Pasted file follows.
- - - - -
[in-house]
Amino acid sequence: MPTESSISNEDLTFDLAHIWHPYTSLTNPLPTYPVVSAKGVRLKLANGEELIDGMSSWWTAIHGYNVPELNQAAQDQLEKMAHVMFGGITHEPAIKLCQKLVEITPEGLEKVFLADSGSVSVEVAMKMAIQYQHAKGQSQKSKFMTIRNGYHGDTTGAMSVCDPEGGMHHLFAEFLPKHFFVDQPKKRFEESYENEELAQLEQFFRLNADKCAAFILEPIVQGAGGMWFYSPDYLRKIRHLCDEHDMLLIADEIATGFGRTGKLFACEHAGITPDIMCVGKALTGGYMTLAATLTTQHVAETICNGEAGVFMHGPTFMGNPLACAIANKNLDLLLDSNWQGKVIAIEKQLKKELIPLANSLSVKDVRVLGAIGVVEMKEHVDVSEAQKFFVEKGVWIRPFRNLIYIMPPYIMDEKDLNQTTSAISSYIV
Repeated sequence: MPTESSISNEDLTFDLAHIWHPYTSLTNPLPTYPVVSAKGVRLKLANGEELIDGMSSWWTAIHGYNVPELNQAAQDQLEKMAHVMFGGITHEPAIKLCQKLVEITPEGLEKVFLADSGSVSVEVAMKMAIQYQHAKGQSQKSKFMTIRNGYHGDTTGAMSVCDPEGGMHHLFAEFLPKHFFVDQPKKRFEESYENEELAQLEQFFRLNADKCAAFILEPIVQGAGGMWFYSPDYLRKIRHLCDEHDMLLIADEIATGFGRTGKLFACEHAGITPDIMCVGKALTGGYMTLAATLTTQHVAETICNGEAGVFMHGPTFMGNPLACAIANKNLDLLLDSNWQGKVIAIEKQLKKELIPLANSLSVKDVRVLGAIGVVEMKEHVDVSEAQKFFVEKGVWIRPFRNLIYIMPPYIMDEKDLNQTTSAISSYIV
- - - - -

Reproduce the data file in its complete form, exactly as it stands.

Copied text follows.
[in-house]
Amino acid sequence: MPTESSISNEDLTFDLAHIWHPYTSLTNPLPTYPVVSAKGVRLKLANGEELIDGMSSWWTAIHGYNVPELNQAAQDQLEKMAHVMFGGITHEPAIKLCQKLVEITPEGLEKVFLADSGSVSVEVAMKMAIQYQHAKGQSQKSKFMTIRNGYHGDTTGAMSVCDPEGGMHHLFAEFLPKHFFVDQPKKRFEESYENEELAQLEQFFRLNADKCAAFILEPIVQGAGGMWFYSPDYLRKIRHLCDEHDMLLIADEIATGFGRTGKLFACEHAGITPDIMCVGKALTGGYMTLAATLTTQHVAETICNGEAGVFMHGPTFMGNPLACAIANKNLDLLLDSNWQGKVIAIEKQLKKELIPLANSLSVKDVRVLGAIGVVEMKEHVDVSEAQKFFVEKGVWIRPFRNLIYIMPPYIMDEKDLNQTTSAISSYIV
Repeated sequence: MPTESSISNEDLTFDLAHIWHPYTSLTNPLPTYPVVSAKGVRLKLANGEELIDGMSSWWTAIHGYNVPELNQAAQDQLEKMAHVMFGGITHEPAIKLCQKLVEITPEGLEKVFLADSGSVSVEVAMKMAIQYQHAKGQSQKSKFMTIRNGYHGDTTGAMSVCDPEGGMHHLFAEFLPKHFFVDQPKKRFEESYENEELAQLEQFFRLNADKCAAFILEPIVQGAGGMWFYSPDYLRKIRHLCDEHDMLLIADEIATGFGRTGKLFACEHAGITPDIMCVGKALTGGYMTLAATLTTQHVAETICNGEAGVFMHGPTFMGNPLACAIANKNLDLLLDSNWQGKVIAIEKQLKKELIPLANSLSVKDVRVLGAIGVVEMKEHVDVSEAQKFFVEKGVWIRPFRNLIYIMPPYIMDEKDLNQTTSAISSYIV